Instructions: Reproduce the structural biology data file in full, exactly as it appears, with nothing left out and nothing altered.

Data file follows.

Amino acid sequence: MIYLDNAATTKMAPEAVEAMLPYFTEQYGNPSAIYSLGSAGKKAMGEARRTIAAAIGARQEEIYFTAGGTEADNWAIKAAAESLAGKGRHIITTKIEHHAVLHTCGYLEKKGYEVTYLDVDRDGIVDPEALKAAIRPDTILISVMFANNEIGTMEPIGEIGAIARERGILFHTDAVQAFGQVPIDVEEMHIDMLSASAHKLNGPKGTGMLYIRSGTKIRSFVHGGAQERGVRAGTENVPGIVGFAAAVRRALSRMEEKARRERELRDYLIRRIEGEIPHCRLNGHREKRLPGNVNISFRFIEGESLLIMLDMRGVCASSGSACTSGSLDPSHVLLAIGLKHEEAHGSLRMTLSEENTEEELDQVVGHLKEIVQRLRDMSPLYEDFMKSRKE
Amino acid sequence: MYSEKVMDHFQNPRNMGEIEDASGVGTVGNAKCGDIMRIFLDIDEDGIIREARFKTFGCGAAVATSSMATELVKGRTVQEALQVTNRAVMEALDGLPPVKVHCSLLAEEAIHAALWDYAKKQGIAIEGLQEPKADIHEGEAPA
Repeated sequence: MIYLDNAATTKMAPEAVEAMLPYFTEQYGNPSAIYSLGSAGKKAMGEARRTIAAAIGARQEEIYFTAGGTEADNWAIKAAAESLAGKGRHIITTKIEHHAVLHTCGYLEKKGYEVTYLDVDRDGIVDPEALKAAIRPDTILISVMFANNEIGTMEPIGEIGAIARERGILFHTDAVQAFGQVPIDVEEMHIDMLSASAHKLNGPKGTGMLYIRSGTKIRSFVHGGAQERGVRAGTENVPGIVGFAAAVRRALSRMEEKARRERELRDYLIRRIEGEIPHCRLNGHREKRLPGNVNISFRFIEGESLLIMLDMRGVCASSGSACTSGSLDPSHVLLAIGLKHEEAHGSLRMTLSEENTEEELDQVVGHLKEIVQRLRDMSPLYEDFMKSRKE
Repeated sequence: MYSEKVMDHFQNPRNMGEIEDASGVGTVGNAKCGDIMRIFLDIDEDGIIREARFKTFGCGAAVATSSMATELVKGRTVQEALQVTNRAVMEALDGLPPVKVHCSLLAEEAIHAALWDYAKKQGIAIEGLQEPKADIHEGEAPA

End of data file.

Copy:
Amino acid sequence: MIYLDNAATTKMAPEAVEAMLPYFTEQYGNPSAIYSLGSAGKKAMGEARRTIAAAIGARQEEIYFTAGGTEADNWAIKAAAESLAGKGRHIITTKIEHHAVLHTCGYLEKKGYEVTYLDVDRDGIVDPEALKAAIRPDTILISVMFANNEIGTMEPIGEIGAIARERGILFHTDAVQAFGQVPIDVEEMHIDMLSASAHKLNGPKGTGMLYIRSGTKIRSFVHGGAQERGVRAGTENVPGIVGFAAAVRRALSRMEEKARRERELRDYLIRRIEGEIPHCRLNGHREKRLPGNVNISFRFIEGESLLIMLDMRGVCASSGSACTSGSLDPSHVLLAIGLKHEEAHGSLRMTLSEENTEEELDQVVGHLKEIVQRLRDMSPLYEDFMKSRKE
Amino acid sequence: MYSEKVMDHFQNPRNMGEIEDASGVGTVGNAKCGDIMRIFLDIDEDGIIREARFKTFGCGAAVATSSMATELVKGRTVQEALQVTNRAVMEALDGLPPVKVHCSLLAEEAIHAALWDYAKKQGIAIEGLQEPKADIHEGEAPA
Repeated sequence: MIYLDNAATTKMAPEAVEAMLPYFTEQYGNPSAIYSLGSAGKKAMGEARRTIAAAIGARQEEIYFTAGGTEADNWAIKAAAESLAGKGRHIITTKIEHHAVLHTCGYLEKKGYEVTYLDVDRDGIVDPEALKAAIRPDTILISVMFANNEIGTMEPIGEIGAIARERGILFHTDAVQAFGQVPIDVEEMHIDMLSASAHKLNGPKGTGMLYIRSGTKIRSFVHGGAQERGVRAGTENVPGIVGFAAAVRRALSRMEEKARRERELRDYLIRRIEGEIPHCRLNGHREKRLPGNVNISFRFIEGESLLIMLDMRGVCASSGSACTSGSLDPSHVLLAIGLKHEEAHGSLRMTLSEENTEEELDQVVGHLKEIVQRLRDMSPLYEDFMKSRKE
Repeated sequence: MYSEKVMDHFQNPRNMGEIEDASGVGTVGNAKCGDIMRIFLDIDEDGIIREARFKTFGCGAAVATSSMATELVKGRTVQEALQVTNRAVMEALDGLPPVKVHCSLLAEEAIHAALWDYAKKQGIAIEGLQEPKADIHEGEAPA